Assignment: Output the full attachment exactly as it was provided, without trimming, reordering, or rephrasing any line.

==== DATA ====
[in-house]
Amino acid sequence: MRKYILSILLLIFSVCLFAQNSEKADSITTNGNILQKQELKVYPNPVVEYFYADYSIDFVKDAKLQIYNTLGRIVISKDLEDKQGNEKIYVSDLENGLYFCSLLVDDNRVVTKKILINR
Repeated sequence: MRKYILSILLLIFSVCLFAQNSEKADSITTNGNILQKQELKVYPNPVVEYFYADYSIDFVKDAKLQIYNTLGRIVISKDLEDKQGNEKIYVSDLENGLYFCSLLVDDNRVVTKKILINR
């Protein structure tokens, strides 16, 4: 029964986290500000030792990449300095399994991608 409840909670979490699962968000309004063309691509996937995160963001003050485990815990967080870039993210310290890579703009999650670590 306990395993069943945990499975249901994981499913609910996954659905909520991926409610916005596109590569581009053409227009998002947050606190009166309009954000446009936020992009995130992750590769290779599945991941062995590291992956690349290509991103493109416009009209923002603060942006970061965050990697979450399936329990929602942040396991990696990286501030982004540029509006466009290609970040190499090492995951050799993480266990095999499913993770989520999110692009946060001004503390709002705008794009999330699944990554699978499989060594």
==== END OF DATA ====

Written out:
[in-house]
Amino acid sequence: MRKYILSILLLIFSVCLFAQNSEKADSITTNGNILQKQELKVYPNPVVEYFYADYSIDFVKDAKLQIYNTLGRIVISKDLEDKQGNEKIYVSDLENGLYFCSLLVDDNRVVTKKILINR
Repeated sequence: MRKYILSILLLIFSVCLFAQNSEKADSITTNGNILQKQELKVYPNPVVEYFYADYSIDFVKDAKLQIYNTLGRIVISKDLEDKQGNEKIYVSDLENGLYFCSLLVDDNRVVTKKILINR
């Protein structure tokens, strides 16, 4: 029964986290500000030792990449300095399994991608 409840909670979490699962968000309004063309691509996937995160963001003050485990815990967080870039993210310290890579703009999650670590 306990395993069943945990499975249901994981499913609910996954659905909520991926409610916005596109590569581009053409227009998002947050606190009166309009954000446009936020992009995130992750590769290779599945991941062995590291992956690349290509991103493109416009009209923002603060942006970061965050990697979450399936329990929602942040396991990696990286501030982004540029509006466009290609970040190499090492995951050799993480266990095999499913993770989520999110692009946060001004503390709002705008794009999330699944990554699978499989060594």